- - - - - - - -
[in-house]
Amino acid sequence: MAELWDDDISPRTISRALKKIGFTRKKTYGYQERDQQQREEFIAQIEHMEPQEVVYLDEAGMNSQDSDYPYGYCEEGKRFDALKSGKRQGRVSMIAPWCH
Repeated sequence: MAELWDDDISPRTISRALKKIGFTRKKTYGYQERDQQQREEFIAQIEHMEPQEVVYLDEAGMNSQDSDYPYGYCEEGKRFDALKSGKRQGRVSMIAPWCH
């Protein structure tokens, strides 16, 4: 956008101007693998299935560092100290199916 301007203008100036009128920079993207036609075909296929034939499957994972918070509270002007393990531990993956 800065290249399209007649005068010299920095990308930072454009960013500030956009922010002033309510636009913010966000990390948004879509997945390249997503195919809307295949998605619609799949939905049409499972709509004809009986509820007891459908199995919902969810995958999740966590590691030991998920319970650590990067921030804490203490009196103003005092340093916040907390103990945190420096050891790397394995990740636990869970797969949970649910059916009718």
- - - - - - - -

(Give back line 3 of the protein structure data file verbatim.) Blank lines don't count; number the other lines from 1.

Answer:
Repeated sequence: MAELWDDDISPRTISRALKKIGFTRKKTYGYQERDQQQREEFIAQIEHMEPQEVVYLDEAGMNSQDSDYPYGYCEEGKRFDALKSGKRQGRVSMIAPWCH